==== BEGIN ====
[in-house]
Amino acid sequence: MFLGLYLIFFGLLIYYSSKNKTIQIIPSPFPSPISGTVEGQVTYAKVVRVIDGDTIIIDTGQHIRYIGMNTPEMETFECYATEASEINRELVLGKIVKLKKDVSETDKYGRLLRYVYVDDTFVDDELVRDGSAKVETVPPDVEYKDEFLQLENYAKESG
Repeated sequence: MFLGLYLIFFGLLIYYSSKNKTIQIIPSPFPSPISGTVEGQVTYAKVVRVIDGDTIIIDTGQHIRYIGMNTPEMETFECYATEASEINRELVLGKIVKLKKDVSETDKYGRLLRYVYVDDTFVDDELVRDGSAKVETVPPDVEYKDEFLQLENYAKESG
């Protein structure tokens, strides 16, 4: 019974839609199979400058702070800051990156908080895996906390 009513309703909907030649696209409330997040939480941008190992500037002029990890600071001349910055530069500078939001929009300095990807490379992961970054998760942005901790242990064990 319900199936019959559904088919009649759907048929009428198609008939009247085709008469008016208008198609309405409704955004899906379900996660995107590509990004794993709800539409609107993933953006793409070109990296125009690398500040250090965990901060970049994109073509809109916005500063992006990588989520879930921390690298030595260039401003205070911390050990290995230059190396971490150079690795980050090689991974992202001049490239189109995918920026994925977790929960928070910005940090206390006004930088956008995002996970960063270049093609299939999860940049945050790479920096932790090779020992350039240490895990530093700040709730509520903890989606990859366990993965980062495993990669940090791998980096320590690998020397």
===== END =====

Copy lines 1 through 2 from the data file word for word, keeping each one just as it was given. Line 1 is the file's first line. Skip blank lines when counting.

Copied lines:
[in-house]
Amino acid sequence: MFLGLYLIFFGLLIYYSSKNKTIQIIPSPFPSPISGTVEGQVTYAKVVRVIDGDTIIIDTGQHIRYIGMNTPEMETFECYATEASEINRELVLGKIVKLKKDVSETDKYGRLLRYVYVDDTFVDDELVRDGSAKVETVPPDVEYKDEFLQLENYAKESG